Megadeth's Dave Mustaine Hopes You're Still Buying
When Megadeth founder/singer/guitarist Dave Mustaine was growing up, the troubled teen -- like a lot of his own fans would later -- found an escape from a shitty life and comforting solace in hard rock and heavy-metal music.
Myriam Santos Megadeth in 2013: Davld Ellefson (bass), Chris Broderick (guitar), Dave Mustaine (vocals/guitar), Shawn Drover (drums)
"It was the one thing I could always count on to make me happy," he reflects today. "Songs made me feel better. Led Zeppelin was pretty much my life support as a teen."
So did other fast and furious acts like AC/DC, Diamond Head, Motörhead, Judas Priest, and Thin Lizzy. In fact, Megadeth cover Lizzy's "Cold Sweat" on their most recent effort, Super Collider. It's the band's 14th studio release and the first on Mustaine's own label, Tradecraft.
Megadeth will collide with Houston audiences Thursday at Bayou Music Center, with opening acts Fear Factory and Nonpoint.
In a story well-known among his fans, much of that music exposure came via a female record-store clerk who also happened to be one of the then drug-dealing Mustaine's customers. When she couldn't pay in cash, she'd settle her debt in vinyl.
"That's how I got [Lizzy's] Jailbreak record, and I just loved the chords and the riffing," he recalls. "It's something I wasn't used to in American music, which had a lot of folk-rock strumming. I love that band. It was a huge difference. You can also hear it in pop bands from overseas like Pilot and Sweet and even the Bay City Rollers."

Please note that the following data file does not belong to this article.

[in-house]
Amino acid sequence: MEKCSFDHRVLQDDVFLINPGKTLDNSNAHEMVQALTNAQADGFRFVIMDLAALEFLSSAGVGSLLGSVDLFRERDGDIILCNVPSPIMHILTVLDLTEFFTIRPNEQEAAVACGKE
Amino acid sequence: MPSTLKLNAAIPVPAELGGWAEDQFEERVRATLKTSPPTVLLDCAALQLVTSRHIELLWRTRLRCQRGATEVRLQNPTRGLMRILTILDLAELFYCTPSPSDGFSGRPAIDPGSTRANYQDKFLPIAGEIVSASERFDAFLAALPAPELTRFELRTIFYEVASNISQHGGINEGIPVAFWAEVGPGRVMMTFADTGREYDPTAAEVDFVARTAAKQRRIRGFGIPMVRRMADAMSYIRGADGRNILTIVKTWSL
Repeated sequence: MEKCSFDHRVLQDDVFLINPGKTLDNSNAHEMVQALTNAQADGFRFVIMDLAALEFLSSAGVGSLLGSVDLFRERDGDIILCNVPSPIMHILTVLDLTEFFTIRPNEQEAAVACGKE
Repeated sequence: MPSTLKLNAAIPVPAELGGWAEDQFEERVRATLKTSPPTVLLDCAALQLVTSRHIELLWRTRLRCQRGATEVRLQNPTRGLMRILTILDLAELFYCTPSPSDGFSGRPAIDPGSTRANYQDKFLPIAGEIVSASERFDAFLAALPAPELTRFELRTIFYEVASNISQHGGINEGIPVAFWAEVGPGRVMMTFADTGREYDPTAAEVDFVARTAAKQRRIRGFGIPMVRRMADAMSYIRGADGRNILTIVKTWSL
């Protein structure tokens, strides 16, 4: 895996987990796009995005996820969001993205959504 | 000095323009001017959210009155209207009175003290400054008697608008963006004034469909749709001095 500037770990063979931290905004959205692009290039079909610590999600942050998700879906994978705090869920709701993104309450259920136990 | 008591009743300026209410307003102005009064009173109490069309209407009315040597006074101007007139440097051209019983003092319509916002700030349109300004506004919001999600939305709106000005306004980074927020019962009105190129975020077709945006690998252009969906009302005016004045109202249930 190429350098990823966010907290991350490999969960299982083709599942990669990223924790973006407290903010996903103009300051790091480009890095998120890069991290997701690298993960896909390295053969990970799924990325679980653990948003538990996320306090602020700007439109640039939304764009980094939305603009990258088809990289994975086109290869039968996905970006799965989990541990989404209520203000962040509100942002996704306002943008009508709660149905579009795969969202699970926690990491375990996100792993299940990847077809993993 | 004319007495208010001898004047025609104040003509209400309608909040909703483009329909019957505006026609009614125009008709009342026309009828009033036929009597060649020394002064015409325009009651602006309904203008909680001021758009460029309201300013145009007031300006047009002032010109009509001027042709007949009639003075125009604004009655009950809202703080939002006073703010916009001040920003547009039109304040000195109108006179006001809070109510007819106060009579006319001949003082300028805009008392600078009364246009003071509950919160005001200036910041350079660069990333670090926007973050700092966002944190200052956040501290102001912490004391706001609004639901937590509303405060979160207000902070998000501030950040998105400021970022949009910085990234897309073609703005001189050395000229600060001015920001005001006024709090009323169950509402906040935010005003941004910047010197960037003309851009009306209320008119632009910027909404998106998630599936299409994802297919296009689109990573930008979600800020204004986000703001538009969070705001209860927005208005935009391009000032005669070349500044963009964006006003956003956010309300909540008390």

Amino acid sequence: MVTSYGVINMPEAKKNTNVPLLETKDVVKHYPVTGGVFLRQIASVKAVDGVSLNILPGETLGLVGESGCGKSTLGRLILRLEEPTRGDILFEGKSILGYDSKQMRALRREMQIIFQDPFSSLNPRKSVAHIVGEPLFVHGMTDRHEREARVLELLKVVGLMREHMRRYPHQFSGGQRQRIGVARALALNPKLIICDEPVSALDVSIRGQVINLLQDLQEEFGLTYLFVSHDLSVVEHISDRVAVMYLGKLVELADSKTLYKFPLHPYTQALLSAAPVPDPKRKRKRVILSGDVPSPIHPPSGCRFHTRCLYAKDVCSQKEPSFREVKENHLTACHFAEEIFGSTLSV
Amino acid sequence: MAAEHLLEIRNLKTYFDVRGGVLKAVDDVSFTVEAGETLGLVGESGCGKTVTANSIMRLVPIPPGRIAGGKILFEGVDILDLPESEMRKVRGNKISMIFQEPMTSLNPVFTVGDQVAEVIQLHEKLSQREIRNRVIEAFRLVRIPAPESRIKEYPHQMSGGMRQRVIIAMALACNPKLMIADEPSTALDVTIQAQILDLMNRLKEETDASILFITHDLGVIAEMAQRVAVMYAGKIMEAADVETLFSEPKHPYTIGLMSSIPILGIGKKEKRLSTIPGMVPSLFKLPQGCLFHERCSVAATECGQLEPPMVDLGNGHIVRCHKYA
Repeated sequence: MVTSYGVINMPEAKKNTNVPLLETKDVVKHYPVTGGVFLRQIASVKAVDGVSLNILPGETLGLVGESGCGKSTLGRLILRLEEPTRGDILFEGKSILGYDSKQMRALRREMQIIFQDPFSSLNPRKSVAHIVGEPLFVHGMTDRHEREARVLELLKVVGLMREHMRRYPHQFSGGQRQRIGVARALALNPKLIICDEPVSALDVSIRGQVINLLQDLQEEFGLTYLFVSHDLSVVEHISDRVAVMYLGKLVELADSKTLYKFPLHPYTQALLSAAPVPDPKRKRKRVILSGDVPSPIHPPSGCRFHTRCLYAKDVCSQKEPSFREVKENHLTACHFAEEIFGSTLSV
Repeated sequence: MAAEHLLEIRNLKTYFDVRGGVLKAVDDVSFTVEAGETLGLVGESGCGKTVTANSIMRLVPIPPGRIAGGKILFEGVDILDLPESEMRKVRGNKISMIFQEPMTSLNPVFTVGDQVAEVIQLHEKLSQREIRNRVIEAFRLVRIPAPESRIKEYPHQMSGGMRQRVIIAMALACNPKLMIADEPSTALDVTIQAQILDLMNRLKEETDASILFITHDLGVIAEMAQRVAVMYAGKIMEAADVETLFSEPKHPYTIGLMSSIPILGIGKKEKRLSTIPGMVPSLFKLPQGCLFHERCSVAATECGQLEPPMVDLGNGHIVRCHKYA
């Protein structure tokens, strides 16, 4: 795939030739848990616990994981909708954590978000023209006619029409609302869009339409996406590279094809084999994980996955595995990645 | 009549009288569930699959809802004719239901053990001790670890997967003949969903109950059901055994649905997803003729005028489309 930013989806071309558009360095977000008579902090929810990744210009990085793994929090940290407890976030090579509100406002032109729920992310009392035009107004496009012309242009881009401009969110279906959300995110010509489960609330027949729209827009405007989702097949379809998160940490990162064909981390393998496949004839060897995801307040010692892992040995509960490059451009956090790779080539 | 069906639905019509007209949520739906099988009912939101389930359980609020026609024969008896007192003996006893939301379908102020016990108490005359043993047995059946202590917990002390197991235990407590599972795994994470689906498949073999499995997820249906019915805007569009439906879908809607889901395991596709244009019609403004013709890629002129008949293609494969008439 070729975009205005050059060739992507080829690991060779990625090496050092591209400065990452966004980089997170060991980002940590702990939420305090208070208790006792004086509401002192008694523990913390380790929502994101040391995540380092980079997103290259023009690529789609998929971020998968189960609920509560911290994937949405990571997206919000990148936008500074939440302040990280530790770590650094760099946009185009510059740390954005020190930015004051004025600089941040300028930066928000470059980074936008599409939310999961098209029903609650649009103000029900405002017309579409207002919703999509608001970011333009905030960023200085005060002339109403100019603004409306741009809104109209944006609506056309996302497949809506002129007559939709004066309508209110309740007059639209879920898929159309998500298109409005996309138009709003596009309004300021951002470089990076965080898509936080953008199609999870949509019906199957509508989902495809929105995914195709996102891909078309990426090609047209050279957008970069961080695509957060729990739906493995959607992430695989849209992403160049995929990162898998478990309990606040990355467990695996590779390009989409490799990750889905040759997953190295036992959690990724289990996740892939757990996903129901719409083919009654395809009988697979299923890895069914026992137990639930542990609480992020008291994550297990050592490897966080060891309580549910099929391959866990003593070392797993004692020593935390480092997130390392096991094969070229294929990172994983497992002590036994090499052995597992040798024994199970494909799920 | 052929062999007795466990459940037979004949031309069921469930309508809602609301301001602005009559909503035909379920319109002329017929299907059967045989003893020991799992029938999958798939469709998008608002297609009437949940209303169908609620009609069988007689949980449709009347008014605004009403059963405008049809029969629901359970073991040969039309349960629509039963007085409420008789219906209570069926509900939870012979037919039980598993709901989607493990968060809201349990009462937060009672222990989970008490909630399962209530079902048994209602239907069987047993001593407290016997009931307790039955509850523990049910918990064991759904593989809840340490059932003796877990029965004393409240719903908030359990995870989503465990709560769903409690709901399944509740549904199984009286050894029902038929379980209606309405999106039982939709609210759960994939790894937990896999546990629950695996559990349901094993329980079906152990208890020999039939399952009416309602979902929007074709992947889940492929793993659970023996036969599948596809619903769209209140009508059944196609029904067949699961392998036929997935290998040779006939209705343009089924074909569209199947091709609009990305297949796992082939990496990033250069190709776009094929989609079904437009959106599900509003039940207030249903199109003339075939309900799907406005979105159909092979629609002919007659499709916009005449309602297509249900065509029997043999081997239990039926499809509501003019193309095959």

Among the 11 tracks on Super Collider, listeners also find familiar (and reliably sharp) Mustaine commentary on a variety of social, political and love themes, including opener "Kingmaker."
"That's about the period from when people drink or get high and go from 'I don't feel anything' to 'AAAH' to 'Oh...hell!' It's a balancing act for a lot of people," says the lyricist whose own struggles with drugs and alcohol were legendary.
"We're living in tough times right now, spiritually, physically, and financially. And some people's only escape after work is to go have a drink or light up to feel anything," he offers. "A 'Kingmaker' is one of those magic pills... whatever makes you feel like a king."
But lest fans believe that the now sober and Christ-accepting Mustaine has gotten preachy, fear not. The songs contain similar (if less thrashy and spittingly angry) steely-eyed observations that permeated classic Megadeth records like Peace Sells... But Who's Buying?, So Far, So Good...So What?, Rust in Peace and Countdown to Extinction.
Another track, "Dance in the Rain," takes on a litany of topical ills, including menial jobs, the spirit of Occupy Wall Street, and the creeping surveillance of citizens by the government -- the latter usually reserved for works of fiction, but quickly moving to the nonfiction section in this Cyber Age. Guest vocalist David Dramain of Disturbed, playing a sort of bullhorn-shouting government official, adds to the track's cinematic eeriness.
"I am a fan of the book 1984 and George Orwell's writing," Mustaine says. "It's very riveting, and I've already written a couple of songs about it. And for [Dramain's] part, I wanted it to sound like what could eventually happen, us being turned into a FEMA holding camp. Some of it is fantasy, but it's kind of predicting the trajectory of things to come. Anybody with half a brain right now knows that things can't go on like this for much longer."
In recent years, Mustaine has amped up his increasingly conservative and right-wing-leaning political commentary. Some is worthy of serious debate and consideration, while other proclamations are just head-scratching: during a show last year, he suggested that the Obama administration was actually behind the mass shootings in Aurora, Colorado and at a Sikh temple in Wisconsin to push a gun-control agenda.
Interview continues on the next page.